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of some old ruins close to the castle wall, came back whining and howling. I crept forward to see what might be the cause-and, oh! I heard a groaning as of one in extreme pain, but so faint, that it seemed to arise out of the very depth of the earth. At length, I found it proceeded from a small rent in the wall, covered with ivy ; and when I laid my ear close to the opening, I could hear the Prince's voice distinctly say—“It cannot now last long;' and then it sunk away in something like a prayer.
“Gracious Heaven !-did you speak to him ?'
•I said, “Is it you my lord ?' and the answer was, “Who mocks me with that name?!-I asked him if I could help him, and he answered with a voice I shall never forget-Food !-food !—I die of famine !" So I came hither to tell you. What is to be done? Shall we alarm the house?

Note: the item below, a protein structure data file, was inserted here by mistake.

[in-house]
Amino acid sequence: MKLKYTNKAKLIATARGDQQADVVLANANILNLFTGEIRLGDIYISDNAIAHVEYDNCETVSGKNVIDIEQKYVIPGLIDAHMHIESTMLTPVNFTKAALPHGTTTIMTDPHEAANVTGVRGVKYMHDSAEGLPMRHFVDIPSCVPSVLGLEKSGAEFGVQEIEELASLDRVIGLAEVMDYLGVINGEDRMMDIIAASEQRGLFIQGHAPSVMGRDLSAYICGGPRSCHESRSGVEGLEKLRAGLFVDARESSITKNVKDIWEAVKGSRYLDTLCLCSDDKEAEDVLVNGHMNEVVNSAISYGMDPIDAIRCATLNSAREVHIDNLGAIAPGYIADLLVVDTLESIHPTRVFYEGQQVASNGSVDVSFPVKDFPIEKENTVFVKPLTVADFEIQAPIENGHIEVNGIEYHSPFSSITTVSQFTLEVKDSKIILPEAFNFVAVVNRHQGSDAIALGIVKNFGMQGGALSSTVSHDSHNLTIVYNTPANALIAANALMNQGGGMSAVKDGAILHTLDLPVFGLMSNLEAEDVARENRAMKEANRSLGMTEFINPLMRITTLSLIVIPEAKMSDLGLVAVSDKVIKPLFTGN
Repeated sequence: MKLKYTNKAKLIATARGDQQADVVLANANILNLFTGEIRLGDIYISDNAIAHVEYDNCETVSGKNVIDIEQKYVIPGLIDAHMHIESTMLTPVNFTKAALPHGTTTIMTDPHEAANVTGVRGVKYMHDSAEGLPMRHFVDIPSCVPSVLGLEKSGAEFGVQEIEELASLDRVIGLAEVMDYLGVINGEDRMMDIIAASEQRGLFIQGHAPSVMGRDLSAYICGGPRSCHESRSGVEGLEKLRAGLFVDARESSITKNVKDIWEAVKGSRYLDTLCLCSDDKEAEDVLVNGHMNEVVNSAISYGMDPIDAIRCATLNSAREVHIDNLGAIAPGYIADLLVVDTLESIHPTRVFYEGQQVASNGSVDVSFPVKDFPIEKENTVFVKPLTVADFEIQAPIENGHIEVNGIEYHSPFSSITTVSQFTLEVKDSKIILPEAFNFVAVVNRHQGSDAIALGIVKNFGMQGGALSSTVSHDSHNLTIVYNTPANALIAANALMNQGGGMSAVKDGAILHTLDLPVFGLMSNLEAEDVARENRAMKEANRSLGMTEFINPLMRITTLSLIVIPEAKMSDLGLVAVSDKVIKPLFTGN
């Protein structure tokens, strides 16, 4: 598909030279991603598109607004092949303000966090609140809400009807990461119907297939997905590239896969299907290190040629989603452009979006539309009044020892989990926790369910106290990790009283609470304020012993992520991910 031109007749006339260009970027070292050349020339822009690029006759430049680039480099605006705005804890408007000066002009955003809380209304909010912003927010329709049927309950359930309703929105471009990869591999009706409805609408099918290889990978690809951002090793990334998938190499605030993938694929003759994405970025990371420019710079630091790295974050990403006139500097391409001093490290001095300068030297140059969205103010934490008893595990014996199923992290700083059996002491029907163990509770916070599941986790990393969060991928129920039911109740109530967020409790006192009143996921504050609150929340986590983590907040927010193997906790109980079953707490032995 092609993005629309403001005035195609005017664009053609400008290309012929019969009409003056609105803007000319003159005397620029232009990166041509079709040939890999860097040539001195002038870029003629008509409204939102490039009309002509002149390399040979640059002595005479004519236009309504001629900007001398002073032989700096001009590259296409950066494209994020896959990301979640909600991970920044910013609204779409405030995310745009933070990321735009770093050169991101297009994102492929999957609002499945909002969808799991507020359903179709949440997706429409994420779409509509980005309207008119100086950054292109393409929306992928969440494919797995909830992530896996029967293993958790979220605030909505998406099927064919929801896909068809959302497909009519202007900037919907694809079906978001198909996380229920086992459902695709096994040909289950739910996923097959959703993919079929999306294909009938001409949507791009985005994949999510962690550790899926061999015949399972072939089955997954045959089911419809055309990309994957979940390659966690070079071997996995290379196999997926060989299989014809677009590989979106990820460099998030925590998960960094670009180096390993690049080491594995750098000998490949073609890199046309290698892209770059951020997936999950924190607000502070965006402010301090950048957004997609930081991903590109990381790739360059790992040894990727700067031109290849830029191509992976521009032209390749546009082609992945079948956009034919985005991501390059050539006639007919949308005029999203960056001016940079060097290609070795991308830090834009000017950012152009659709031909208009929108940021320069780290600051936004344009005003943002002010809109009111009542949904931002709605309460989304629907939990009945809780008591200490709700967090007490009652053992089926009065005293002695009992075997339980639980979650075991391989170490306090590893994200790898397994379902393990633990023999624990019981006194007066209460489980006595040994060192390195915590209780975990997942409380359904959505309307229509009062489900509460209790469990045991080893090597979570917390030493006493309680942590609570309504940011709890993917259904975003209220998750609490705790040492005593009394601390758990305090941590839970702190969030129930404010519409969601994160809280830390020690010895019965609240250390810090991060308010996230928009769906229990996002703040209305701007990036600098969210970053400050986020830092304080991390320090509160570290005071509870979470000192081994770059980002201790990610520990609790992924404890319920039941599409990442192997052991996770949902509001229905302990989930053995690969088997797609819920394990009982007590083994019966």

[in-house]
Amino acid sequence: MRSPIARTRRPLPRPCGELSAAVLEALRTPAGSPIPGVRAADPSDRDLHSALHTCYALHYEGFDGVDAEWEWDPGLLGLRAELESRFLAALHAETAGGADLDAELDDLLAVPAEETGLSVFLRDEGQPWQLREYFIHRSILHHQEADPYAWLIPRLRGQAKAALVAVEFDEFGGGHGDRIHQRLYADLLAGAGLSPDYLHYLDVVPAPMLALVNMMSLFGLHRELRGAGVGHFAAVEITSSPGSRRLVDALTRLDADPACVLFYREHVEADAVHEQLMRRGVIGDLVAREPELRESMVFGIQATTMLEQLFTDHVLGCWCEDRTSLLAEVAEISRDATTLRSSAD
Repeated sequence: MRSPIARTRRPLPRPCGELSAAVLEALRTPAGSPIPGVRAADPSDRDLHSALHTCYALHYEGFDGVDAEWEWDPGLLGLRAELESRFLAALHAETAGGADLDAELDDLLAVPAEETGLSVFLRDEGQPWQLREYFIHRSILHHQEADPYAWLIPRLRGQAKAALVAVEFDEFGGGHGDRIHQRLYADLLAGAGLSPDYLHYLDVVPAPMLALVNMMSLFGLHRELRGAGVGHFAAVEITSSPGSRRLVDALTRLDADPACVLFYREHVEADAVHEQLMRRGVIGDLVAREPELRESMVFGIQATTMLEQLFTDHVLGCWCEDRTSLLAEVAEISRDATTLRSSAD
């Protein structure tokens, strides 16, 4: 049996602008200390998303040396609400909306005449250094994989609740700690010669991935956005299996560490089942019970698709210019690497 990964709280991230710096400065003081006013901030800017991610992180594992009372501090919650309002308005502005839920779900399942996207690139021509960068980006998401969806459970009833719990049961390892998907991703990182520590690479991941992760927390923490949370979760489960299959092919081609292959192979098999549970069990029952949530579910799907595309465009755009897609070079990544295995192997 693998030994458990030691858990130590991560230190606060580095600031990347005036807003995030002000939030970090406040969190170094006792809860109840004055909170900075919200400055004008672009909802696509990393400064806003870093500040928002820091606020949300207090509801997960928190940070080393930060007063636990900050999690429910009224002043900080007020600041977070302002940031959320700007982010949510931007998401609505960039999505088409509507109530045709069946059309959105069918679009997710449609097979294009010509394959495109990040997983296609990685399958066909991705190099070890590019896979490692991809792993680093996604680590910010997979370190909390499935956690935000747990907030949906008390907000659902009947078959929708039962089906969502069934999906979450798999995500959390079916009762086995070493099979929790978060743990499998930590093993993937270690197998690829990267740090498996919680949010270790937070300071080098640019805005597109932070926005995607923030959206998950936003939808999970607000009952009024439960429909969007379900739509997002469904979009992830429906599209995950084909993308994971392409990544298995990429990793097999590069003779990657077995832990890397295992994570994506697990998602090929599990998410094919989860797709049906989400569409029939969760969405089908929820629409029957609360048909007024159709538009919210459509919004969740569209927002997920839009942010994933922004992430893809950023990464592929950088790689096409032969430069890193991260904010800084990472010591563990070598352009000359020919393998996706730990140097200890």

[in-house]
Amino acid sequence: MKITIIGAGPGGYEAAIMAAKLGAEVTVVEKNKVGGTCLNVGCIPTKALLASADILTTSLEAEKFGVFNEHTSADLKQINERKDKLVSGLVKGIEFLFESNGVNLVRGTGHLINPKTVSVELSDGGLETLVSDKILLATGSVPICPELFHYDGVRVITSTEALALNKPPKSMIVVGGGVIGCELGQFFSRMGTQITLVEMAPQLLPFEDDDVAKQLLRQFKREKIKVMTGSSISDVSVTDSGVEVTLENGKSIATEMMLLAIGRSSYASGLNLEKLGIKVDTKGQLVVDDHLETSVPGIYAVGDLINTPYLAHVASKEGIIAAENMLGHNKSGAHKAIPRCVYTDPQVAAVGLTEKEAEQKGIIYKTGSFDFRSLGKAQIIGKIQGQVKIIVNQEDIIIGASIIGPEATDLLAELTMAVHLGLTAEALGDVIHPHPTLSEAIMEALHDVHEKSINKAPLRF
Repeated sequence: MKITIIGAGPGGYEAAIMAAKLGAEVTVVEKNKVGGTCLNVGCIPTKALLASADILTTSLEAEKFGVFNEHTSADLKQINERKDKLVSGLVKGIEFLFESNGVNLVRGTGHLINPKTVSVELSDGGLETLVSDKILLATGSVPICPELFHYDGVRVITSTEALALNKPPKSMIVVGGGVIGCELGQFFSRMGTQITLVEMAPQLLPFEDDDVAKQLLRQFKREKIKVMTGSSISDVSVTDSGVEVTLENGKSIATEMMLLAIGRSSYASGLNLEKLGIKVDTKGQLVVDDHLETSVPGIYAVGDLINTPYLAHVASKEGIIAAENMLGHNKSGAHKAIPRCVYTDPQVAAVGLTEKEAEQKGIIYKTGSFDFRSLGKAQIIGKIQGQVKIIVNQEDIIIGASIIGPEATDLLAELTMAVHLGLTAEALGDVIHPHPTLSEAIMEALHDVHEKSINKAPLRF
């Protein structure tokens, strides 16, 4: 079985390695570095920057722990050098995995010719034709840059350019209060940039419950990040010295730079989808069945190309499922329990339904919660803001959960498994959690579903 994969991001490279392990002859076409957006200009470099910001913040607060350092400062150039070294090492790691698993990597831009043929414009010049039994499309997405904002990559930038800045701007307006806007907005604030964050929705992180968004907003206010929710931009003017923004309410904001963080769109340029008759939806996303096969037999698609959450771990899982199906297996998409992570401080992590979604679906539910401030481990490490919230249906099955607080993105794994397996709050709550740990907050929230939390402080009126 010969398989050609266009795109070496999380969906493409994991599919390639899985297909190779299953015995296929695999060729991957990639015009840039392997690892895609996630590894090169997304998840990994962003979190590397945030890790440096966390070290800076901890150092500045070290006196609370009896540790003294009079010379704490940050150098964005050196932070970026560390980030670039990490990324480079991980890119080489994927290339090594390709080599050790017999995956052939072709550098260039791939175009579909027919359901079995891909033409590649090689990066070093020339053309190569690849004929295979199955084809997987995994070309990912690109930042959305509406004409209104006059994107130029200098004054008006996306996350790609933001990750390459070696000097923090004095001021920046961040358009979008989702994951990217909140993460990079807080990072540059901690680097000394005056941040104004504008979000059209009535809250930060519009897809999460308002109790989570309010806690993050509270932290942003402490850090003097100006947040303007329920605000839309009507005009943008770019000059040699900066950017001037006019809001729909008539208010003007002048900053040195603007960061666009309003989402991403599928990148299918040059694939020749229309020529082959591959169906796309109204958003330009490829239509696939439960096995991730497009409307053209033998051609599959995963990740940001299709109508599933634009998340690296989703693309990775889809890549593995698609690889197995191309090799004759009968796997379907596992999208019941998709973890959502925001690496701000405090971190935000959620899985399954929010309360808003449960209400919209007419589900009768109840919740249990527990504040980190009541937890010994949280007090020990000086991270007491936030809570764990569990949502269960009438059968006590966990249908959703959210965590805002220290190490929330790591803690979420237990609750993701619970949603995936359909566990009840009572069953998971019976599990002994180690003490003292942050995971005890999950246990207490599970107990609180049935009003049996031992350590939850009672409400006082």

* Alas! that were more likely to destroy than to aid him,' said Catharine." Vol. ii. p. 194.
They continued for some days to administer to him such scanty supplies of food as could be admitted through the narrow crevice in the wall, and as they could take with them to the spot without being observed, until the glee-maiden found means of escaping in disguise through the castle gate, and calling in assistance from the people of the neighbouring country. Her absence excited some alarm in Ramorny, who questioned Catharine about it, but only received for answer, that she could not be supposed acquainted with the movements of a professed wanderer.